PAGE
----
Admitted cold case killer wants to change plea, claims confessio - Cleveland 19 News Cleveland, OH

Admitted cold case killer wants to change plea, claims confession was coerced

Last year DNA evidence led police to a killer who murdered a local woman in 1982. He admitted it. Now, he wants to change his mind.

19 Action News with the update on a case that is costing taxpayers a fortune.

Richard Wilson is coming up with excuse after excuse to withdraw his guilty plea in the death of Mary Ann Finegan and the rape and attempted murder of her companion. The case is rock solid, but he's playing the system and buying delays with your money.

"This is our coldest case solved to date," said Assistant County Prosecutor Rick Bell.

In 1982, Finegan and her friend were in a truck parked not far from the old Isis Bar at West Sixth and St. Clair. Wilson pointed a gun at them and forced them to drive to a remote field in The Flats. He raped, shot and killed Finegan, raped and shot the friend and left her for dead.

Wilson didn't count on one thing. That the second woman survived in these tall weeds until the next morning. A passing policeman heard her moaning and at first thought it was a cat.

"She spent five months in the hospital," said Bell. "The pellet is still in her spine and she's here to talk about it she wants to talk about this case."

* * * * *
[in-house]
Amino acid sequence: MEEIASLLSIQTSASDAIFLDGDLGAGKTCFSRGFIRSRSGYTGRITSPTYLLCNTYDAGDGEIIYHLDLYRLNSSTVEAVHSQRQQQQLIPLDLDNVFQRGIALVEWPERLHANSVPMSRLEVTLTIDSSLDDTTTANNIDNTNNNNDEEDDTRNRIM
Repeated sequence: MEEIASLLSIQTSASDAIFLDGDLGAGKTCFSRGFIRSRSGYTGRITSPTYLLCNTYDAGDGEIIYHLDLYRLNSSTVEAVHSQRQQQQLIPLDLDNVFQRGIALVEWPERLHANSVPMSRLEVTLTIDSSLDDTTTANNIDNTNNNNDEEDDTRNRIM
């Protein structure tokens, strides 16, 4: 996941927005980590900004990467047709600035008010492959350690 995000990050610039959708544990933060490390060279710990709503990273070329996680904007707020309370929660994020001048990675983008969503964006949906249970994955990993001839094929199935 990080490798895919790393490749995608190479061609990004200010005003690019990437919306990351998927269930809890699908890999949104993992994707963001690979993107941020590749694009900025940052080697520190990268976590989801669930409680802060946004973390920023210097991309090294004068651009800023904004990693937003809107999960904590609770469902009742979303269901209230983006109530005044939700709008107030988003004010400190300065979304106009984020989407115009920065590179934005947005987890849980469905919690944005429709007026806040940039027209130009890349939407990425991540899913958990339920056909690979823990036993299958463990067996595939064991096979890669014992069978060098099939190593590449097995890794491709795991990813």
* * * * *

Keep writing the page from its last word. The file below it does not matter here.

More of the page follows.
Wilson was already in prison in Pennsylvania when he was brought back to Ohio and charged. The air tight case began with DNA.

"Now that we've put the case together with DNA, we've gone back to that gun and we've matched that pellet to one recovered from the deceased victim," said Bell.

On top of that, the victim and a bus driver identified Wilson all these years later. In August, he plead guilty to avoid a death sentence, but now claims that he lawyers coerced him into the plea and wants to withdraw it. He's playing the system.

The court has already awarded lawyers, consultants and others more than $30,000 in fee's and that doesn't take into account the courts own overhead. Costs will rise if there is a trial - prosecutors say they're ready.

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